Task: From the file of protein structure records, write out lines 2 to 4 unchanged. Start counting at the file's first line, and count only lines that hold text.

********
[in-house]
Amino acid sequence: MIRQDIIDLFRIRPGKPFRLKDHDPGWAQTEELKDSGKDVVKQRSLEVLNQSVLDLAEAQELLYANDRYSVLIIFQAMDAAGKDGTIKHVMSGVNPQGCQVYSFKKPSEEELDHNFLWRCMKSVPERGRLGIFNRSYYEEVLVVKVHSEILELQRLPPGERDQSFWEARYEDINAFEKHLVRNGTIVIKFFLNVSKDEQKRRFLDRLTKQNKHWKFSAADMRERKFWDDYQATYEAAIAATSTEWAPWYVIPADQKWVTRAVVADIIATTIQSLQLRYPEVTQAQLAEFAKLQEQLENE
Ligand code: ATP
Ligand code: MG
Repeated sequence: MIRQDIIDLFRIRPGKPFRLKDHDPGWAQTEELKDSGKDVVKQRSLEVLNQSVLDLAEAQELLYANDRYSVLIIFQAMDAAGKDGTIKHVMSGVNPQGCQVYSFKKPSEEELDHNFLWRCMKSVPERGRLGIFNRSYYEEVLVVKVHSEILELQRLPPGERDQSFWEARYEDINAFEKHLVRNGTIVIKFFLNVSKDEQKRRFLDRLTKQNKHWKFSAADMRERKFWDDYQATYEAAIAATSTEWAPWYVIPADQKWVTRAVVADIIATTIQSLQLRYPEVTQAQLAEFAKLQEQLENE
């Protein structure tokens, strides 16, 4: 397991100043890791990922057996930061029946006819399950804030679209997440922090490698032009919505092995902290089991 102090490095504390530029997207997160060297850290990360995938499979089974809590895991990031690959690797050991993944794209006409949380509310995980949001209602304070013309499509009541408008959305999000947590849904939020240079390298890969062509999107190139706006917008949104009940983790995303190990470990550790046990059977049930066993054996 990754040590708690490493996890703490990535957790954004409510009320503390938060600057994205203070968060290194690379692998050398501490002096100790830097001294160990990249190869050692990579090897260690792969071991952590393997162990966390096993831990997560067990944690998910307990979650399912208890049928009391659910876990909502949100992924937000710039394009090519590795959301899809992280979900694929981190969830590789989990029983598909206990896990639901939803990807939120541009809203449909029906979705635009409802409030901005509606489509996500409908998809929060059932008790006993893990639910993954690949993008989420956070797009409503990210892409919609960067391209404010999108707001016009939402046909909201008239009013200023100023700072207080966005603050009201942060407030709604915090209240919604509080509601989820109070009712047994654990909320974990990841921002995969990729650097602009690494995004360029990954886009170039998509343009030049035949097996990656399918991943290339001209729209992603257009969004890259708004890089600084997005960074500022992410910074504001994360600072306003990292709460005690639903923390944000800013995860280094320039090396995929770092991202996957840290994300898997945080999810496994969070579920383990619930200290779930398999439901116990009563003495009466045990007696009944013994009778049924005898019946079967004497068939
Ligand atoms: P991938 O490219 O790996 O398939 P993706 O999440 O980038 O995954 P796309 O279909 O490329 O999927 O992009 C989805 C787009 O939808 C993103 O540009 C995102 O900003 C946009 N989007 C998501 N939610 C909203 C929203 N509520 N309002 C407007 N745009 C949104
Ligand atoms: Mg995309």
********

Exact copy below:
Amino acid sequence: MIRQDIIDLFRIRPGKPFRLKDHDPGWAQTEELKDSGKDVVKQRSLEVLNQSVLDLAEAQELLYANDRYSVLIIFQAMDAAGKDGTIKHVMSGVNPQGCQVYSFKKPSEEELDHNFLWRCMKSVPERGRLGIFNRSYYEEVLVVKVHSEILELQRLPPGERDQSFWEARYEDINAFEKHLVRNGTIVIKFFLNVSKDEQKRRFLDRLTKQNKHWKFSAADMRERKFWDDYQATYEAAIAATSTEWAPWYVIPADQKWVTRAVVADIIATTIQSLQLRYPEVTQAQLAEFAKLQEQLENE
Ligand code: ATP
Ligand code: MG